Candida Stool Test
If you want to be certain about what is making your stool look unusual, you can have a doctor perform a test on your stool to ascertain if there is too much Candida present. You will need to make an appointment with a clinic, and supply a sample for the clinic to test. They will be able to determine if you have yeast in your stool; and, perhaps, determine how much Candida is present in each gram of waste. This can give you a clear report on the condition of the digesting food in your intestines; and, rule out Candida if the stool test comes back negative.
Candida Causes Loose Stools
If you haven’t seen any white yeast in your stool, but you’ve been dealing with diarrhea suddenly after you took antibiotics, Candida may be responsible. A study, showing the correlation of Candida overgrowth and diarrhea, was published in The Lancet [307.7955 (1976): 335-336]. In the study, six patients had been experiencing routine loose or watery bowel movements. The patient’s stools did not have blood or mucus in them; yet, sometimes, the patients reported abdominal cramps. The longest reported duration of symptoms was 3 months. After a treatment regimen of oral nystatin was initiated, all six patients recovered from their diarrhea within 3 or 4 days. This study was only done on 6 individuals, so it is lacking in statistical power; however, there was a study done one more people that can give us a better idea about the correlation between diarrhea and Candida overgrowth.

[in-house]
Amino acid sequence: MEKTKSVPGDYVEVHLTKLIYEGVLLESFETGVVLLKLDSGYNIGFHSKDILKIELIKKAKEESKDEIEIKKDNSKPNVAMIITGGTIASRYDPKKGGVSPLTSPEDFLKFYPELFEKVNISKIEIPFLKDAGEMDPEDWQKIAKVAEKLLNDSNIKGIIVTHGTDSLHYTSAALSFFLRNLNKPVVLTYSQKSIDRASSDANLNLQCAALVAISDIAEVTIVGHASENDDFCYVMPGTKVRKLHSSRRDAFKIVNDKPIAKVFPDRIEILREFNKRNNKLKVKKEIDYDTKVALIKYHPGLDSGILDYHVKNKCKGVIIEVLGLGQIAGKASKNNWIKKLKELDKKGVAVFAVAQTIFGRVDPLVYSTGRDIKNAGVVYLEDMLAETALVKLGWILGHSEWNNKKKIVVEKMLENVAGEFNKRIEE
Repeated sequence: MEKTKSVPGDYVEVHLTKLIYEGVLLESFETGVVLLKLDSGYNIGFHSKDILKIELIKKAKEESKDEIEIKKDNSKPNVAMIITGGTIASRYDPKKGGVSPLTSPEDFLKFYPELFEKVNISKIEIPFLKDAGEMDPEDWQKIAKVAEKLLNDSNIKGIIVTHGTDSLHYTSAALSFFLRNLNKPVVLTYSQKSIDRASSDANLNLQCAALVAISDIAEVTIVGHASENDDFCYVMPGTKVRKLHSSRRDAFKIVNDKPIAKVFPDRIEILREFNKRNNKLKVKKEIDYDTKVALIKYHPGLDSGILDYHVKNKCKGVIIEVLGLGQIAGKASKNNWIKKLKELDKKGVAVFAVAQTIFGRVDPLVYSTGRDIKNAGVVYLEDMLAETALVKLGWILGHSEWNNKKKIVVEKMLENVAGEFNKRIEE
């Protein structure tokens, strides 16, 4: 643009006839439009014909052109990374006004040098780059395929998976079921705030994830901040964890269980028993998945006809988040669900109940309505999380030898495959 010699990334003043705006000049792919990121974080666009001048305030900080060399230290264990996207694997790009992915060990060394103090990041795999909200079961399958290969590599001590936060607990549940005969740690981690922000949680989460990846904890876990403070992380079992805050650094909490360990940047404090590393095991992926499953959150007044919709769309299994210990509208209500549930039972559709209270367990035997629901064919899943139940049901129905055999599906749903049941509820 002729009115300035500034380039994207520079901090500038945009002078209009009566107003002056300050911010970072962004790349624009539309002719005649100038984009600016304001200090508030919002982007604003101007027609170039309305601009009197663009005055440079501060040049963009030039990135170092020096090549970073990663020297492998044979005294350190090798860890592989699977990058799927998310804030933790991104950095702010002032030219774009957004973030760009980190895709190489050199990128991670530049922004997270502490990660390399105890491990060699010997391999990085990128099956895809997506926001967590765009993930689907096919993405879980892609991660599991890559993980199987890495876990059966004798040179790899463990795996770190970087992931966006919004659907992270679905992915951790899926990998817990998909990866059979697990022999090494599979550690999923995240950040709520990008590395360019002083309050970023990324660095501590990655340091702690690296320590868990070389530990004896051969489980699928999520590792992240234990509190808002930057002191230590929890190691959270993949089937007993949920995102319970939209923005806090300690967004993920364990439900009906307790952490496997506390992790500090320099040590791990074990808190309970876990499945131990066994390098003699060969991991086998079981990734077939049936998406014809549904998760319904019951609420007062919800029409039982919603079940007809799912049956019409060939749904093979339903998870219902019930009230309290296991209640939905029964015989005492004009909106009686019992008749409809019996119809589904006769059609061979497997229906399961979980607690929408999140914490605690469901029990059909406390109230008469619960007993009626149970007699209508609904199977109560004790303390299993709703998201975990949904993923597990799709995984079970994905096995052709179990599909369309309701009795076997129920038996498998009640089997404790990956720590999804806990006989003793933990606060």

The study that shows us a better picture of Candida’s relationship to watery stools was entitled “Faecal Candida and Diarrhoea,” and was published in Archives of Disease in Childhood [84.4 (2001): 328-331]. The study was conducted on 107 individuals that had diarrhea, and 67 individuals who did not have diarrhea—serving as the control group. The study found, that people with diarrhea, had over twice as much likelihood to have 50,000 colony forming units / gram of waste of yeast in their stool. 31.8% of diarrhea positive patients had this high level of yeast in their stools. Only 14.9% of people without diarrhea had this much yeast. Thus, there was twice as much chance for a diarrhea positive person, to have excess yeast in their stool. The study also states, that the presence of yeast in the people’s stool, was significantly associated with antibiotic use.
So if you’ve been struggling with loose stools and you recently took antibiotics; Candida may be responsible for your problems. If you see white patches in your diarrhea, it is even more possible that Candida are what those white patches are. If your diarrhea has been continuous for a while; and, you feel it is not caused by some short term food poisoning or temporary viral infection, you may want to start cleansing your gut of yeast. And, if Candida is behind your diarrhea, you should improve after a week, or so, of using natural remedies. Candida Hub’s Gut Yeast Infection article has a intestinal cleanse you can try. If you’ve got some time, check it out and give it a shot. It should give a real good blow to any Candida overgrowing in your digestive system!
So, does eating more refined carbohydrates (simple sugars) have an influence on the amount of Candida in your digestive system? A novel study, looked at this exact question. The study was published in the The American Journal of Clinical Nutrition [69.6 (1999): 1170-1173]. The study did state, that Candidiasis tends to occur more in situations where blood glucose (sugar) is more abundant; such as in people who are receiving intravenous feeding, or who have uncontrolled diabetes. The study states sugar cane workers are more prone to Candida infections of the hands where the nail meets the skin (paronychia); and, rinsing the mouth with sugar can lead to Candida causing sores in the mouth (stomatitis). Thus, it would seem that sugar intake would correlate with increased yeast growth.